The 146-minute movie proceeds in a jerky and slapdash fashion, and only a few sequences hit the mark. Most of the comedy seems to be in the form of one big private joke that does not travel beyond the borders of the set. In a meta sequence featuring one of Shaandaar’s producers, Karan Johar appears as a guest at a pre-wedding ceremony who conducts a mock conversation between Isha and Robin. The “Mehndi with Karan” sequence is supposed to send up Johar’s popular television chat show Koffee with Karan as well as his own grandiloquent movies. A clever idea but clumsily handled, like so much else in Shaandaar.



We welcome your comments at letters@scroll.in.
Sponsored Content BY 

Advice from an ex-robber on how to keep your home safe

Tips on a more hands-on approach of keeping your house secure.

Home, a space that is entirely ours, holds together our entire world. Where our children grow-up, parents grow old and we collect a lifetime of memories, home is a feeling as much as it’s a place. So, what do you do when your home is eyed by miscreants who prowl the neighbourhood night and day, plotting to break in? Here are a few pre-emptive measures you can take to make your home safe from burglars:

1. Get inside the mind of a burglar

Before I break the lock of a home, first I bolt the doors of the neighbouring homes. So that, even if someone hears some noise, they can’t come to help.

— Som Pashar, committed nearly 100 robberies.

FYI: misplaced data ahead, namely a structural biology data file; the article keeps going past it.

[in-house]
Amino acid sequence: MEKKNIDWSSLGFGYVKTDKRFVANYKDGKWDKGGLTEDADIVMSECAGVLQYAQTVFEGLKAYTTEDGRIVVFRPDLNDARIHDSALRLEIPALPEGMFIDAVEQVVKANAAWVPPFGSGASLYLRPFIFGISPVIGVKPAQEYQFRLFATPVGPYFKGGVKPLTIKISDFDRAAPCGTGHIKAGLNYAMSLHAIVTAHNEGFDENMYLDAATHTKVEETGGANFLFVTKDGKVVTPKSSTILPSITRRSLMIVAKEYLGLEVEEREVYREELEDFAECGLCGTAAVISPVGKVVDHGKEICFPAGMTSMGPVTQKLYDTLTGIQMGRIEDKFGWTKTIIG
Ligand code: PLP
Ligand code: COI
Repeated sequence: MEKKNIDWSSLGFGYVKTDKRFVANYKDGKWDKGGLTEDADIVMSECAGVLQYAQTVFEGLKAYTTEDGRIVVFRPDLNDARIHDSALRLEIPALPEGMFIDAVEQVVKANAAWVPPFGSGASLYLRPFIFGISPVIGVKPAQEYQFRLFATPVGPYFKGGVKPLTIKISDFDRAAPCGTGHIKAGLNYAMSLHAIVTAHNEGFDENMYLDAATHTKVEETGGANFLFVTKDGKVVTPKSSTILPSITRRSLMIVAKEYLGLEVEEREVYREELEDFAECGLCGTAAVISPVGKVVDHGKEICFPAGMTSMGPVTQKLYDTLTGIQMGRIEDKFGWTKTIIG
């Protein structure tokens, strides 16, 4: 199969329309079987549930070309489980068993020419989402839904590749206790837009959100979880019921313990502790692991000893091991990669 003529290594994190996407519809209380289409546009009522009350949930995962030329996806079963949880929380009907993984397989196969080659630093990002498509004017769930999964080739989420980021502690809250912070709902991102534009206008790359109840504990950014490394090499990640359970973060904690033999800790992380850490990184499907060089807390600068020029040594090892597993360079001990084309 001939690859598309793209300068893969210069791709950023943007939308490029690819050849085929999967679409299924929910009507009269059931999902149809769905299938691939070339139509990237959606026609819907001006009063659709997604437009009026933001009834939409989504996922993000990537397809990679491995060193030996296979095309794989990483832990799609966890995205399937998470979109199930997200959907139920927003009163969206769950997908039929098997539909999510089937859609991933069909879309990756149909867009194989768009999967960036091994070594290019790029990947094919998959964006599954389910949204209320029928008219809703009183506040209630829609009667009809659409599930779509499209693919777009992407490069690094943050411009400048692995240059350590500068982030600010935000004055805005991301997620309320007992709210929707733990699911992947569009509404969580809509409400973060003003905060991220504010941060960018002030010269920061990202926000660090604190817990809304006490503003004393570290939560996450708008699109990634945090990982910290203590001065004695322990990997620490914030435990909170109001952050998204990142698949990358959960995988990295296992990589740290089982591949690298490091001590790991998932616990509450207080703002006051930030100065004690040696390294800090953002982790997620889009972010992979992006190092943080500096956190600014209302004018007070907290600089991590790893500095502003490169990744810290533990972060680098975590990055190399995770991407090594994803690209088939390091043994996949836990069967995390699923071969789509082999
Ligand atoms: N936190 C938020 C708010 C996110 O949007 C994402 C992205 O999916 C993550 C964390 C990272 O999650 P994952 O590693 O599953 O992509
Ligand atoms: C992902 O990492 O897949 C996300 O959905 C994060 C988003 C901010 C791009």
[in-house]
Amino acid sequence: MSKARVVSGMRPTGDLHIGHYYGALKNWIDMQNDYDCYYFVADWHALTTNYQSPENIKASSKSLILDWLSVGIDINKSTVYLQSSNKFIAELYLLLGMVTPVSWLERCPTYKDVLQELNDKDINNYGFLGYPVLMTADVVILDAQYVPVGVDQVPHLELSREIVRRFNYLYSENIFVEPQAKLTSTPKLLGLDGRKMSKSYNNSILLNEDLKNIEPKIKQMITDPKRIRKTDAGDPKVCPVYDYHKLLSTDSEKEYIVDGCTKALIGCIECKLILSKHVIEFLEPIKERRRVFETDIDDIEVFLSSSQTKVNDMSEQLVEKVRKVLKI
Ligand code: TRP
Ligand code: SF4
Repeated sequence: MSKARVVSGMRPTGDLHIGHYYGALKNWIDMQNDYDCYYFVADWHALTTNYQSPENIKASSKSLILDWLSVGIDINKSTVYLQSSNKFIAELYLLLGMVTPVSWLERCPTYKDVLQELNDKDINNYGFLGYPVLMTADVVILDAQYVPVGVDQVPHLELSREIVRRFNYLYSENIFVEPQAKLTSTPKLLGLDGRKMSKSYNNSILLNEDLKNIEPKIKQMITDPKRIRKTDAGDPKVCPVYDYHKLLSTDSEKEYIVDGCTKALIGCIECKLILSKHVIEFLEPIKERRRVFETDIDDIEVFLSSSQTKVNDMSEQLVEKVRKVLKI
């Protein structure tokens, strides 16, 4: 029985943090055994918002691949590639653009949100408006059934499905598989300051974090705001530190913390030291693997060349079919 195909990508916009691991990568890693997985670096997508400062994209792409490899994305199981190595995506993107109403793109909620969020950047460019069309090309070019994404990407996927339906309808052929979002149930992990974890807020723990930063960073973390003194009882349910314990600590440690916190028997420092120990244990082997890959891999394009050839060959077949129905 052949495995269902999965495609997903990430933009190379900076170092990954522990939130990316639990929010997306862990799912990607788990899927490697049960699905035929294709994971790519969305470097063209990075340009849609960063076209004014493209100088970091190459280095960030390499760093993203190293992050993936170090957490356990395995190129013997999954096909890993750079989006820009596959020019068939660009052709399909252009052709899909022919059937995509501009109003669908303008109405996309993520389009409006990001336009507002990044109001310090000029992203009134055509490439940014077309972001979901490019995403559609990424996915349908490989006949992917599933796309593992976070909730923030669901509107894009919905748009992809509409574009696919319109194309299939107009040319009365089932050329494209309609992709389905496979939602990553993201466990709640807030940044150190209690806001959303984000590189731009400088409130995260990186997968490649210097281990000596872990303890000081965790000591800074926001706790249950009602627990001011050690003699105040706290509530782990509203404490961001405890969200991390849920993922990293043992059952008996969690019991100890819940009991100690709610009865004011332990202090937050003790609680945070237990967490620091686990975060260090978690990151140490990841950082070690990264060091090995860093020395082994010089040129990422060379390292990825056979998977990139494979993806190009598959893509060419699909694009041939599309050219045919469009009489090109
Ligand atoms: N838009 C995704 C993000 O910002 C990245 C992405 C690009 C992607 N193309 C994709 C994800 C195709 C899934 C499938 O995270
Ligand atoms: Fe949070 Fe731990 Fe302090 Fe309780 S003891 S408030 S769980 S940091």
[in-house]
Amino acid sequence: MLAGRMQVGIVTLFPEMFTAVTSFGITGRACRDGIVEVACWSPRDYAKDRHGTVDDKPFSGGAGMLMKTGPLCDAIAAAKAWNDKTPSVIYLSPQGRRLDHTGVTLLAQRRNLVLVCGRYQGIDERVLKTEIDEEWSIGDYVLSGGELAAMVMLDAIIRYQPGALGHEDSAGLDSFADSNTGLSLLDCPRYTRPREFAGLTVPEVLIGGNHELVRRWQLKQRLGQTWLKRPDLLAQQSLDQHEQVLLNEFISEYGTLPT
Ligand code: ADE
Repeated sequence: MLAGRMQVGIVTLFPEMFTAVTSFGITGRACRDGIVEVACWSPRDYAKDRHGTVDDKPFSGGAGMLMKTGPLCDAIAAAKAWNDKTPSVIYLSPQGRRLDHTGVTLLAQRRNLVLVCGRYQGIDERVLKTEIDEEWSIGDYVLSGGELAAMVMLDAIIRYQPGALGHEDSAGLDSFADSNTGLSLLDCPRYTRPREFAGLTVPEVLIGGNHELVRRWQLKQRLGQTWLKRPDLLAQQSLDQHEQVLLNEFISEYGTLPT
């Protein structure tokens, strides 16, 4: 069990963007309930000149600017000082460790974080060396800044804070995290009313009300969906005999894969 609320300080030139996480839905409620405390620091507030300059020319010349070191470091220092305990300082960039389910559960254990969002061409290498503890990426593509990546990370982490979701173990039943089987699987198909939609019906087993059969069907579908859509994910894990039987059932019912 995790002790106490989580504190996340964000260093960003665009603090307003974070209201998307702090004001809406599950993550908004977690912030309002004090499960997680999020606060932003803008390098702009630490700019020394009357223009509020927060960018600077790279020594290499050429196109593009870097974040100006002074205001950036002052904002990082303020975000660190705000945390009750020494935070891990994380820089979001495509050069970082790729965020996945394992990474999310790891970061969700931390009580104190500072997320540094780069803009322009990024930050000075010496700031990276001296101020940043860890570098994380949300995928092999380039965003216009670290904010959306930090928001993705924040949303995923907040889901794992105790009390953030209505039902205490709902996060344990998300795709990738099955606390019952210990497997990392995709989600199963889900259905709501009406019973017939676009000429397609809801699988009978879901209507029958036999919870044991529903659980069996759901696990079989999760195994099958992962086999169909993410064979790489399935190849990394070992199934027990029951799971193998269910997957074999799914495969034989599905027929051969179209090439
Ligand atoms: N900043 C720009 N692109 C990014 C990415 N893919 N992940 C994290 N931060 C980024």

Burglars study the neighbourhood to keep a check on the ins and outs of residents and target homes that can be easily accessed. Understanding how the mind of a burglar works might give insights that can be used to ward off such danger. For instance, burglars judge a house by its front doors. A house with a sturdy door, secured by an alarm system or an intimidating lock, doesn’t end up on the burglar’s target list. Upgrade the locks on your doors to the latest technology to leave a strong impression.

Here are the videos of 3 reformed robbers talking about their modus operandi and what discouraged them from robbing a house, to give you some ideas on reinforcing your home.

Play
Play
Play

2. Survey your house from inside out to scout out weaknesses

Whether it’s a dodgy back door, a misaligned window in your parent’s room or the easily accessible balcony of your kid’s room, identify signs of weakness in your home and fix them. Any sign of neglect can give burglars the idea that the house can be easily robbed because of lax internal security.

3. Think like Kevin McCallister from Home Alone

You don’t need to plant intricate booby traps like the ones in the Home Alone movies, but try to stay one step ahead of thieves. Keep your car keys on your bed-stand in the night so that you can activate the car alarm in case of unwanted visitors. When out on a vacation, convince the burglars that the house is not empty by using smart light bulbs that can be remotely controlled and switched on at night. Make sure that your newspapers don’t pile up in front of the main-door (a clear indication that the house is empty).

4. Protect your home from the outside

Collaborate with your neighbours to increase the lighting around your house and on the street – a well-lit neighbourhood makes it difficult for burglars to get-away, deterring them from targeting the area. Make sure that the police verification of your hired help is done and that he/she is trustworthy.

While many of us take home security for granted, it’s important to be proactive to eliminate even the slight chance of a robbery. As the above videos show, robbers come up with ingenious ways to break in to homes. So, take their advice and invest in a good set of locks to protect your doors. Godrej Locks offer a range of innovative locks that are un-pickable and un-duplicable. To secure your house, see here.

The article was produced by the Scroll marketing team on behalf of Godrej Locks and not by the Scroll editorial team.